"The Red Convertible" is a story that readers could find several claims within. It is probably best left to individual reader opinion to pick out the one theme/claim/lesson that he or she believes is most important to the story.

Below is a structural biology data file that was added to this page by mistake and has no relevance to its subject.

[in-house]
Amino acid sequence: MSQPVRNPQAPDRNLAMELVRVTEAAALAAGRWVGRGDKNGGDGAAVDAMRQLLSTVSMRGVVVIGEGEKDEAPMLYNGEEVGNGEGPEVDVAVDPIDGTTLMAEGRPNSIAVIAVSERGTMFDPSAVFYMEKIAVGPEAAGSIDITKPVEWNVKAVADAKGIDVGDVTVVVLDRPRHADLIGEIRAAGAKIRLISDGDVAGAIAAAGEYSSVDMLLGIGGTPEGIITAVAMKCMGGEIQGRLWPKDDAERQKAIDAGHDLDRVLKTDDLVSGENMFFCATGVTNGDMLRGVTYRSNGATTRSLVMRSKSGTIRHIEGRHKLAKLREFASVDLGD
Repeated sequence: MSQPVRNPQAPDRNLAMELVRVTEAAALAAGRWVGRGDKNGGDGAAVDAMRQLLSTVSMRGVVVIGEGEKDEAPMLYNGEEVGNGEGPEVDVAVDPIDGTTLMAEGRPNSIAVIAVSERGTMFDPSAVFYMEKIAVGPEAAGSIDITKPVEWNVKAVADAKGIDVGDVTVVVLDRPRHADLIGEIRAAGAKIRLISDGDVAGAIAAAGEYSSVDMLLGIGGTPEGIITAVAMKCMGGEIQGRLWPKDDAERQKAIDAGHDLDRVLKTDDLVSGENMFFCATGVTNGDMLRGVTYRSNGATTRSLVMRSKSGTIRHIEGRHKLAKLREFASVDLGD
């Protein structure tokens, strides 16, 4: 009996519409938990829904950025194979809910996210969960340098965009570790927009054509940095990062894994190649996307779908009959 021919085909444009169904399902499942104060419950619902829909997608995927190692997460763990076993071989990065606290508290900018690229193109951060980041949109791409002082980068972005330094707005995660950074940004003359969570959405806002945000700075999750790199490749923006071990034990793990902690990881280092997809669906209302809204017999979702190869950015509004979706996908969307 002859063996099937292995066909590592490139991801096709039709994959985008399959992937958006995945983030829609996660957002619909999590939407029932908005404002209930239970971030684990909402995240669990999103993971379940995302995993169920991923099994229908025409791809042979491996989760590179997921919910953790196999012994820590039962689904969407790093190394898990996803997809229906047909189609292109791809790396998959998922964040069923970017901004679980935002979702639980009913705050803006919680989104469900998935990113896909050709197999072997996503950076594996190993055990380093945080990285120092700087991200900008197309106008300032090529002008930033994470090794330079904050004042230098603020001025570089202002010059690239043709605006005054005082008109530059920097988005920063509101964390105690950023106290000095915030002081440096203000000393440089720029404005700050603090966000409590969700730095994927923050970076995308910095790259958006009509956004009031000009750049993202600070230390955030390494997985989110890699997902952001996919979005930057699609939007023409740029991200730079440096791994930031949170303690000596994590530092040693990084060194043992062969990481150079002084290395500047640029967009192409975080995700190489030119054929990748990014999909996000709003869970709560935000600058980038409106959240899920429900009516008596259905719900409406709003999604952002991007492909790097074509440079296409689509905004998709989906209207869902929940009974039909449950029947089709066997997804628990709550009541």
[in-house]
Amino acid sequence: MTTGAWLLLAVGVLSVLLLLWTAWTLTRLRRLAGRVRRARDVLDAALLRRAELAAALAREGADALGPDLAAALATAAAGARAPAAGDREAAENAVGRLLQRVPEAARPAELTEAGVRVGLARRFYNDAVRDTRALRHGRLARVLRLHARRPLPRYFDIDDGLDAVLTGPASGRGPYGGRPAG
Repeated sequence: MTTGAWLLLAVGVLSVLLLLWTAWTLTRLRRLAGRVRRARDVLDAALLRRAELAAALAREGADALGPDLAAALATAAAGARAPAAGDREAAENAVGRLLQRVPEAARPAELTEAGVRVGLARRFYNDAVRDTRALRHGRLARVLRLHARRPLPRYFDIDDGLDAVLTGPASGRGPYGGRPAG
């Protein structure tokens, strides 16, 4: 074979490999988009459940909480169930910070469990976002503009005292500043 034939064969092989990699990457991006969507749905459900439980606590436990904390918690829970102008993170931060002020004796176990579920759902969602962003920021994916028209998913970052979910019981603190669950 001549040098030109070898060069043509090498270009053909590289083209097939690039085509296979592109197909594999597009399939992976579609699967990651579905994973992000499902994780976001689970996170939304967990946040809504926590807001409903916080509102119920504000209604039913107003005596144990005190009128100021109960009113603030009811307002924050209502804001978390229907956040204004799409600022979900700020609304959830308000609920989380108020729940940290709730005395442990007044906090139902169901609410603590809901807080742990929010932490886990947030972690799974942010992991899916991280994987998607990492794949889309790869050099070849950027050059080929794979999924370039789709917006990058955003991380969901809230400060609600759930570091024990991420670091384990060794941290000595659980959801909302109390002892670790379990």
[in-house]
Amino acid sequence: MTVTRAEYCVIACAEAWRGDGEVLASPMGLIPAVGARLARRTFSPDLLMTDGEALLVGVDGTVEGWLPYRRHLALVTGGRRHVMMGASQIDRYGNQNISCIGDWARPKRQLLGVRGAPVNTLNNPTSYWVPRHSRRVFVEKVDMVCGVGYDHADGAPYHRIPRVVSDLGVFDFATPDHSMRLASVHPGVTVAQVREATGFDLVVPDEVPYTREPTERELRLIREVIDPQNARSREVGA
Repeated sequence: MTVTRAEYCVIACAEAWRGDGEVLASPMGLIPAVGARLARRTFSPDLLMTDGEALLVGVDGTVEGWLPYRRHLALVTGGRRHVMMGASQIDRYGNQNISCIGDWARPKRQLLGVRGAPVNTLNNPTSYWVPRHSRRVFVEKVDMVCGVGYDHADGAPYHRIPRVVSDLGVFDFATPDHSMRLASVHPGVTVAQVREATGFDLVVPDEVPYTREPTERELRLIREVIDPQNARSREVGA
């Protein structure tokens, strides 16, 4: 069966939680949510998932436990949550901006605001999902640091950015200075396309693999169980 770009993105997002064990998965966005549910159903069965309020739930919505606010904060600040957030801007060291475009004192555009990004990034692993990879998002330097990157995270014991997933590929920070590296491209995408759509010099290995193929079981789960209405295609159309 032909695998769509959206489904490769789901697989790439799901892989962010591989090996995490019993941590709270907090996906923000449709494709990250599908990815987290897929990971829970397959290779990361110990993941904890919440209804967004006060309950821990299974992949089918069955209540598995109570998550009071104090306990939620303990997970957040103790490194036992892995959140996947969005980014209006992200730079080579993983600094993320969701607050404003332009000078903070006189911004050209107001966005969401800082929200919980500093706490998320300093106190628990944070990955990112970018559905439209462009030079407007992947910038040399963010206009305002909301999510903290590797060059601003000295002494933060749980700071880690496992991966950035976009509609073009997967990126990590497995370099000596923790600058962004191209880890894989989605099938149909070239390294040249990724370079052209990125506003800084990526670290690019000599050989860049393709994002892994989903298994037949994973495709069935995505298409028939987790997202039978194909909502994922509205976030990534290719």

While I do see themes about brotherhood and freedom found in transportation, I think this story's main message is about the far-reaching repercussions of war and combat. I think that in general, when people hear about war and casualties of war, they think about soldiers that experience physical trauma. It's too often assumed that a soldier that comes home in "one piece" is good to go back to the life and the societal role that they had before. While this might be true of some combat soldiers, it isn't taking into account a person's entire health and wellness. A person's overall health is a combination of physical health, mental/emotional health, and social health. The story makes it clear that when Henry returns from Vietnam, he is not the same person. The war has changed him, and that makes sense, but it also affected his mental health. He returns a jumpy, silent, moody, and detached individual that rarely laughs or smiles. He's beyond a bad mood or slightly depressed feeling. There is something that isn't healthy about his mental state. It could be PTSD or something similar, but it is severe enough to cause Henry to commit suicide. The story has a strong message to readers that war has far-reaching consequences beyond what happens on the battlefield.